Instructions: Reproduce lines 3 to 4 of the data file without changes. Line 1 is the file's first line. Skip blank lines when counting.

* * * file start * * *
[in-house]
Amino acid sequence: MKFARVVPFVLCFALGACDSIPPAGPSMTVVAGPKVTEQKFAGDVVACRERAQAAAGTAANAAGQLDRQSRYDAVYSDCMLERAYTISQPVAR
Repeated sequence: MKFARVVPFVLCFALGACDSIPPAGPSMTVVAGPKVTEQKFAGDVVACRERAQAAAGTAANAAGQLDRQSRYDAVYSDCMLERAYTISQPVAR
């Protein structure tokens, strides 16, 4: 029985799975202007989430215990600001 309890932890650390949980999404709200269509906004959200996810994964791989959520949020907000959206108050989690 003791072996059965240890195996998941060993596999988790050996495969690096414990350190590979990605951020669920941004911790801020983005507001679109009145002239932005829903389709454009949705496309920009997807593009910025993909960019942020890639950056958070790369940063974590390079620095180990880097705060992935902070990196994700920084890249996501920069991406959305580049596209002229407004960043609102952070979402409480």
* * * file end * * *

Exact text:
Repeated sequence: MKFARVVPFVLCFALGACDSIPPAGPSMTVVAGPKVTEQKFAGDVVACRERAQAAAGTAANAAGQLDRQSRYDAVYSDCMLERAYTISQPVAR
């Protein structure tokens, strides 16, 4: 029985799975202007989430215990600001 309890932890650390949980999404709200269509906004959200996810994964791989959520949020907000959206108050989690 003791072996059965240890195996998941060993596999988790050996495969690096414990350190590979990605951020669920941004911790801020983005507001679109009145002239932005829903389709454009949705496309920009997807593009910025993909960019942020890639950056958070790369940063974590390079620095180990880097705060992935902070990196994700920084890249996501920069991406959305580049596209002229407004960043609102952070979402409480």